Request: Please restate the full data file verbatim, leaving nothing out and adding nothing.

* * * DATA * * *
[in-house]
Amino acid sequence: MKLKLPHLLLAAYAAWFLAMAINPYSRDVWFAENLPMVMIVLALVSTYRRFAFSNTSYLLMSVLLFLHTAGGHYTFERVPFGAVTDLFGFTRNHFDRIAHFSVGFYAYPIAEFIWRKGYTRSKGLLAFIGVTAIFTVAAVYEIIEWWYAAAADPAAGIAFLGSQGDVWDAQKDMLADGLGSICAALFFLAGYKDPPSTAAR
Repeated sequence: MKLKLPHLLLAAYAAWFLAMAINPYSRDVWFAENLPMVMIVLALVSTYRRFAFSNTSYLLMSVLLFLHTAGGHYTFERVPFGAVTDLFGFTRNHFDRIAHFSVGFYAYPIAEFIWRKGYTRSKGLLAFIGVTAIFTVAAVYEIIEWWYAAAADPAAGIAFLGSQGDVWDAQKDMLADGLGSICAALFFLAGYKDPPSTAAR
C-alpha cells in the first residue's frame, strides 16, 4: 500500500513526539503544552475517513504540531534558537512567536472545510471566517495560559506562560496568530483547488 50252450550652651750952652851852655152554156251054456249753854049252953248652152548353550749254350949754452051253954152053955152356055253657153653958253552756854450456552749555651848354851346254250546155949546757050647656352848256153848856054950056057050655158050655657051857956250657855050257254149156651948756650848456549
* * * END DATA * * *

[in-house]
Amino acid sequence: MKLKLPHLLLAAYAAWFLAMAINPYSRDVWFAENLPMVMIVLALVSTYRRFAFSNTSYLLMSVLLFLHTAGGHYTFERVPFGAVTDLFGFTRNHFDRIAHFSVGFYAYPIAEFIWRKGYTRSKGLLAFIGVTAIFTVAAVYEIIEWWYAAAADPAAGIAFLGSQGDVWDAQKDMLADGLGSICAALFFLAGYKDPPSTAAR
Repeated sequence: MKLKLPHLLLAAYAAWFLAMAINPYSRDVWFAENLPMVMIVLALVSTYRRFAFSNTSYLLMSVLLFLHTAGGHYTFERVPFGAVTDLFGFTRNHFDRIAHFSVGFYAYPIAEFIWRKGYTRSKGLLAFIGVTAIFTVAAVYEIIEWWYAAAADPAAGIAFLGSQGDVWDAQKDMLADGLGSICAALFFLAGYKDPPSTAAR
C-alpha cells in the first residue's frame, strides 16, 4: 500500500513526539503544552475517513504540531534558537512567536472545510471566517495560559506562560496568530483547488 50252450550652651750952652851852655152554156251054456249753854049252953248652152548353550749254350949754452051253954152053955152356055253657153653958253552756854450456552749555651848354851346254250546155949546757050647656352848256153848856054950056057050655158050655657051857956250657855050257254149156651948756650848456549